How does the immune system influence our mood? Why are people with inflammatory conditions or neurodegenerative diseases more prone to develop depression? How does the gut microbiota signal to the brain and alter our mood? These are some of the questions we are trying to answer, in the hope to uncover better treatments of affective disorders and neurodegenerative disease.
Our research evolves around deciphering the neural circuits and immune-to-brain signaling mechanisms involved in regulating affective state during disease. For this we are exploring the function of several brain circuits and neural populations (such as microglia and astrocytes); and are specialized in striato-nigral and mesolimbic connectivity. We are particularly focused on exploring the mechanisms underlying major depressive disorder and Parkinson's Disease, using state-of-the-art neurocircuitry techniques.
Our lab is technically specialized in: in vivo neurocircuitry techniques such as Designer Receptors Exclusively Activated by Designer Drugs (DREADDS) and Optogenetics in combination with various affective, motivational and motoric behaviours; Viral tracing strategies; methods for identifying active neuronal ensembles during specific behaviors; fluorescent immunohistochemistry and confocal microscopy.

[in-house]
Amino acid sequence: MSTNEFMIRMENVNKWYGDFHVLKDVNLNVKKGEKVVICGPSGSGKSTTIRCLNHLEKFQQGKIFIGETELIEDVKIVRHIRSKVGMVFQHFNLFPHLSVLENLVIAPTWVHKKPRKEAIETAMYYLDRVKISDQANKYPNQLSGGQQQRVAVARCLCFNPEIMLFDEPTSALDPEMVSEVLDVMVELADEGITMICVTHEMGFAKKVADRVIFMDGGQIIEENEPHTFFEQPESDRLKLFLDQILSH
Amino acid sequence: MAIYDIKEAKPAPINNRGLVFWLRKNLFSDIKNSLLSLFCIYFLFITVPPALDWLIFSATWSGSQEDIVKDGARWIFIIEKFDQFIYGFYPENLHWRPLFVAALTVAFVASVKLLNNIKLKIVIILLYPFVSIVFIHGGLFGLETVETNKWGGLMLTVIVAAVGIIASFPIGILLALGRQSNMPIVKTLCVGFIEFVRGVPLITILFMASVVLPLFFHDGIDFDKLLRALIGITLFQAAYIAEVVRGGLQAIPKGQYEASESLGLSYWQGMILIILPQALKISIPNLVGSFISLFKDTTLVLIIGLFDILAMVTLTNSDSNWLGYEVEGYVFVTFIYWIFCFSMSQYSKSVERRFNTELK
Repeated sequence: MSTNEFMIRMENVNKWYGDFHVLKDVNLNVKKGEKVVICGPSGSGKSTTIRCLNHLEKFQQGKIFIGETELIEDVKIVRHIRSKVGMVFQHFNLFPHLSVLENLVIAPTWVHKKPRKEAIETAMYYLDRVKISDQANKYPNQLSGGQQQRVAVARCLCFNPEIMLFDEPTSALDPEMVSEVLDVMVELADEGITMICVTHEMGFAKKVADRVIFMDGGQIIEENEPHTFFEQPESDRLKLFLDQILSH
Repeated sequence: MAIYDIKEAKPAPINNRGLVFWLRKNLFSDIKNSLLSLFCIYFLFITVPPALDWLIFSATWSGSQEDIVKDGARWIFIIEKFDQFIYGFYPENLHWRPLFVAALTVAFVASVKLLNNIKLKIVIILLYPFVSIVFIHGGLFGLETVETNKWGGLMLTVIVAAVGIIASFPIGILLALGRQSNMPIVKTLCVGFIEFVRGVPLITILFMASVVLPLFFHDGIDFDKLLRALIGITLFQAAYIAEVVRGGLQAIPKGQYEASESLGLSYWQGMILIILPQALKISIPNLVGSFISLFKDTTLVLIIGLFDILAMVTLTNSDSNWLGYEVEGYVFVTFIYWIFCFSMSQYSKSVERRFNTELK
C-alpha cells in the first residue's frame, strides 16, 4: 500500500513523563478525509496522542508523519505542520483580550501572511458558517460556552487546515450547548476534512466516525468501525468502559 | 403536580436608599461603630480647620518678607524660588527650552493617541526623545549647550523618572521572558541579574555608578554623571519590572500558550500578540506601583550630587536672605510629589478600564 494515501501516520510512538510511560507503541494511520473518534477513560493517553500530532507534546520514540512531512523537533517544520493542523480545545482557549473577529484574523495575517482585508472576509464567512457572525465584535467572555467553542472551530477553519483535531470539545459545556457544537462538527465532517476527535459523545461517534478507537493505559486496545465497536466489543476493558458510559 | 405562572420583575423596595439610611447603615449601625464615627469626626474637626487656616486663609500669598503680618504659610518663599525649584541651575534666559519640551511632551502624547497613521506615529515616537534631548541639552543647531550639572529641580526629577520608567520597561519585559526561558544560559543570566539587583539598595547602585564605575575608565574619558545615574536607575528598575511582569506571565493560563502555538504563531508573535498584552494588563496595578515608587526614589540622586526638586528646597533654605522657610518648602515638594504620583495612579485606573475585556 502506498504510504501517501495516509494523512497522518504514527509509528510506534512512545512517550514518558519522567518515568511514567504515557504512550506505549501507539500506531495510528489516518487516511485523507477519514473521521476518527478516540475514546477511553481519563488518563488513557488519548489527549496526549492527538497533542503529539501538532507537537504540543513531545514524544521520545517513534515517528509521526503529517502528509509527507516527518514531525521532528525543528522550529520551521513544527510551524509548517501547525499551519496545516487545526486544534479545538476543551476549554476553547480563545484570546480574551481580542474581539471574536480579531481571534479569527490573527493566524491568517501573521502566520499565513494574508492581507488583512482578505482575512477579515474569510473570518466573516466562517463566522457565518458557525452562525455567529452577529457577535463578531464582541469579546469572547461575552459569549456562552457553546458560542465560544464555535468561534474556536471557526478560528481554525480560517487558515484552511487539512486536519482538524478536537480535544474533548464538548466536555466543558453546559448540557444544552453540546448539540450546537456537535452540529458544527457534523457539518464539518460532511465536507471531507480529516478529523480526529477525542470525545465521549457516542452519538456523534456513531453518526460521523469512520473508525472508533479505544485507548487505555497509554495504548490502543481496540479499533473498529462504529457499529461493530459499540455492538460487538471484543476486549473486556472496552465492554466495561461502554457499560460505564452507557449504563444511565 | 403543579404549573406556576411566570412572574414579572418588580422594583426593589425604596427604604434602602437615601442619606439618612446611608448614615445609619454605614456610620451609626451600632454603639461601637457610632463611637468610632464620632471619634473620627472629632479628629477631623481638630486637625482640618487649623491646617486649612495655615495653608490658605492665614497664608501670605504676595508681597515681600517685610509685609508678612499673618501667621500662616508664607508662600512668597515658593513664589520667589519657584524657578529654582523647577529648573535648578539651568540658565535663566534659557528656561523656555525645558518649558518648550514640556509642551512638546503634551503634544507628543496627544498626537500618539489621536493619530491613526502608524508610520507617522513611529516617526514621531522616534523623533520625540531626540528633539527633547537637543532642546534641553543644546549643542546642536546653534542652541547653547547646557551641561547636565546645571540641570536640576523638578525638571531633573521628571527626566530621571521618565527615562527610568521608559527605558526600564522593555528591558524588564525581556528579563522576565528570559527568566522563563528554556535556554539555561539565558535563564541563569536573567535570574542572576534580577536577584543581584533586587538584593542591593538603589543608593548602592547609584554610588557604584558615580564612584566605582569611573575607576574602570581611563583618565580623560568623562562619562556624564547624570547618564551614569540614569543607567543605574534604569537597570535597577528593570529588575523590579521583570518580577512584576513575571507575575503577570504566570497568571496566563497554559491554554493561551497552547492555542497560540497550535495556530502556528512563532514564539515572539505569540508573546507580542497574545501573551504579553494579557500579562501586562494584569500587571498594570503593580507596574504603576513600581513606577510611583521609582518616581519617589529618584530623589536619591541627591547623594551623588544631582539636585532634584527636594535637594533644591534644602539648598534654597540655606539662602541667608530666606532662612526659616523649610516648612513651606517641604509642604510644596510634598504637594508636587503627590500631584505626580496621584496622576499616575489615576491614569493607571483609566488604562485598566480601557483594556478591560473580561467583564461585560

We are a young and dynamic team that works hard to find new ways for improving the diagnosis and treatment of affective diseases - We believe want to solve the problems of affective neuroscience.
Starting 2024, the Klawonn group will have projects available in molecular mechanisms of immune-to-brain signaling of affective state and Parkinson’s disease for master students.